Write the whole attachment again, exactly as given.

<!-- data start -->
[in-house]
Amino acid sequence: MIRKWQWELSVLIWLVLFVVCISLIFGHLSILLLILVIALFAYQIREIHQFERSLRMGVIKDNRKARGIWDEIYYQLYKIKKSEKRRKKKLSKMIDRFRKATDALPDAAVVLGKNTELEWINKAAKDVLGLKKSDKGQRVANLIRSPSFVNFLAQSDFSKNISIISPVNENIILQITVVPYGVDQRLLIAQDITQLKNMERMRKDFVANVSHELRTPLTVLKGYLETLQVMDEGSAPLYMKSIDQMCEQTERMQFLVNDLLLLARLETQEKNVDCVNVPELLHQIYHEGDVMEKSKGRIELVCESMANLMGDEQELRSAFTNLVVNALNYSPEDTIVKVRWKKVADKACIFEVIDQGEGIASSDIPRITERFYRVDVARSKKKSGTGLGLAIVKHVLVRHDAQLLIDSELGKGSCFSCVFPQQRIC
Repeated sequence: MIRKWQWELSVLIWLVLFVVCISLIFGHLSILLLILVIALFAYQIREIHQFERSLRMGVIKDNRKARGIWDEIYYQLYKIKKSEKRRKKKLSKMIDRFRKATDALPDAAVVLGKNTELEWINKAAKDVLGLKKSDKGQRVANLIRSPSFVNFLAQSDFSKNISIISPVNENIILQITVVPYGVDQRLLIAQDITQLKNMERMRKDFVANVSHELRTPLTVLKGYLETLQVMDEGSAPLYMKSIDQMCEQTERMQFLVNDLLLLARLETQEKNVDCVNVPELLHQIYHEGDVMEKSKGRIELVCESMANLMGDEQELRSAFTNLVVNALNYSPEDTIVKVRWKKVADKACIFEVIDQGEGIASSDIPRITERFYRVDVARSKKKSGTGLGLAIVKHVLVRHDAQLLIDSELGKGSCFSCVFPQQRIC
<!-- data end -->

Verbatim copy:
[in-house]
Amino acid sequence: MIRKWQWELSVLIWLVLFVVCISLIFGHLSILLLILVIALFAYQIREIHQFERSLRMGVIKDNRKARGIWDEIYYQLYKIKKSEKRRKKKLSKMIDRFRKATDALPDAAVVLGKNTELEWINKAAKDVLGLKKSDKGQRVANLIRSPSFVNFLAQSDFSKNISIISPVNENIILQITVVPYGVDQRLLIAQDITQLKNMERMRKDFVANVSHELRTPLTVLKGYLETLQVMDEGSAPLYMKSIDQMCEQTERMQFLVNDLLLLARLETQEKNVDCVNVPELLHQIYHEGDVMEKSKGRIELVCESMANLMGDEQELRSAFTNLVVNALNYSPEDTIVKVRWKKVADKACIFEVIDQGEGIASSDIPRITERFYRVDVARSKKKSGTGLGLAIVKHVLVRHDAQLLIDSELGKGSCFSCVFPQQRIC
Repeated sequence: MIRKWQWELSVLIWLVLFVVCISLIFGHLSILLLILVIALFAYQIREIHQFERSLRMGVIKDNRKARGIWDEIYYQLYKIKKSEKRRKKKLSKMIDRFRKATDALPDAAVVLGKNTELEWINKAAKDVLGLKKSDKGQRVANLIRSPSFVNFLAQSDFSKNISIISPVNENIILQITVVPYGVDQRLLIAQDITQLKNMERMRKDFVANVSHELRTPLTVLKGYLETLQVMDEGSAPLYMKSIDQMCEQTERMQFLVNDLLLLARLETQEKNVDCVNVPELLHQIYHEGDVMEKSKGRIELVCESMANLMGDEQELRSAFTNLVVNALNYSPEDTIVKVRWKKVADKACIFEVIDQGEGIASSDIPRITERFYRVDVARSKKKSGTGLGLAIVKHVLVRHDAQLLIDSELGKGSCFSCVFPQQRIC